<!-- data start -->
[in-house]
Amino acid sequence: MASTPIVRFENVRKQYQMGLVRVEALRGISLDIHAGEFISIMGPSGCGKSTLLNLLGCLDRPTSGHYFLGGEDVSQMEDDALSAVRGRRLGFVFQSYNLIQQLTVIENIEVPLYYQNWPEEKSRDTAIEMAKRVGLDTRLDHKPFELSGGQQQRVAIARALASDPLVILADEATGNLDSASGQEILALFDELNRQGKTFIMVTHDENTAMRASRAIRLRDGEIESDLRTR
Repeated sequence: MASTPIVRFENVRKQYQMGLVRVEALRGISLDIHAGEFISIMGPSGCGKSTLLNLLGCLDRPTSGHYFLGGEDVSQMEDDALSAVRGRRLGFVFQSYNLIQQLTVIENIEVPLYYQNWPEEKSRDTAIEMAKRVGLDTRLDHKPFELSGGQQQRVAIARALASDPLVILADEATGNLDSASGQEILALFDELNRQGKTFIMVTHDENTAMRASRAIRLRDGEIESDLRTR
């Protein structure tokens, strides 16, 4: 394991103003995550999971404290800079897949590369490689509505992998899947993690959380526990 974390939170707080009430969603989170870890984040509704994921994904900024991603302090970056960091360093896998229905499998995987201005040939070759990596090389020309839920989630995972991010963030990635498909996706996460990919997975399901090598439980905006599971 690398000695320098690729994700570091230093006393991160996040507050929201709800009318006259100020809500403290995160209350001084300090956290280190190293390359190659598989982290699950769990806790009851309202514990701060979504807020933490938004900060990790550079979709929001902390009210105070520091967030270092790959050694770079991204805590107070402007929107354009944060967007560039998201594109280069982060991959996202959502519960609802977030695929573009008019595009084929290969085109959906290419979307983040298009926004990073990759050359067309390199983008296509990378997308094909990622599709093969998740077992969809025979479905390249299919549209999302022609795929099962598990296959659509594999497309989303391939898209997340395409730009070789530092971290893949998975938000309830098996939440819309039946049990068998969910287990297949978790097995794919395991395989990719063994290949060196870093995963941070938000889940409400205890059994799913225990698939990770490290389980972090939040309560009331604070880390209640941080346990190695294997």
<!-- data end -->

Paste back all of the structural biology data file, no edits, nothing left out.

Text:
[in-house]
Amino acid sequence: MASTPIVRFENVRKQYQMGLVRVEALRGISLDIHAGEFISIMGPSGCGKSTLLNLLGCLDRPTSGHYFLGGEDVSQMEDDALSAVRGRRLGFVFQSYNLIQQLTVIENIEVPLYYQNWPEEKSRDTAIEMAKRVGLDTRLDHKPFELSGGQQQRVAIARALASDPLVILADEATGNLDSASGQEILALFDELNRQGKTFIMVTHDENTAMRASRAIRLRDGEIESDLRTR
Repeated sequence: MASTPIVRFENVRKQYQMGLVRVEALRGISLDIHAGEFISIMGPSGCGKSTLLNLLGCLDRPTSGHYFLGGEDVSQMEDDALSAVRGRRLGFVFQSYNLIQQLTVIENIEVPLYYQNWPEEKSRDTAIEMAKRVGLDTRLDHKPFELSGGQQQRVAIARALASDPLVILADEATGNLDSASGQEILALFDELNRQGKTFIMVTHDENTAMRASRAIRLRDGEIESDLRTR
């Protein structure tokens, strides 16, 4: 394991103003995550999971404290800079897949590369490689509505992998899947993690959380526990 974390939170707080009430969603989170870890984040509704994921994904900024991603302090970056960091360093896998229905499998995987201005040939070759990596090389020309839920989630995972991010963030990635498909996706996460990919997975399901090598439980905006599971 690398000695320098690729994700570091230093006393991160996040507050929201709800009318006259100020809500403290995160209350001084300090956290280190190293390359190659598989982290699950769990806790009851309202514990701060979504807020933490938004900060990790550079979709929001902390009210105070520091967030270092790959050694770079991204805590107070402007929107354009944060967007560039998201594109280069982060991959996202959502519960609802977030695929573009008019595009084929290969085109959906290419979307983040298009926004990073990759050359067309390199983008296509990378997308094909990622599709093969998740077992969809025979479905390249299919549209999302022609795929099962598990296959659509594999497309989303391939898209997340395409730009070789530092971290893949998975938000309830098996939440819309039946049990068998969910287990297949978790097995794919395991395989990719063994290949060196870093995963941070938000889940409400205890059994799913225990698939990770490290389980972090939040309560009331604070880390209640941080346990190695294997």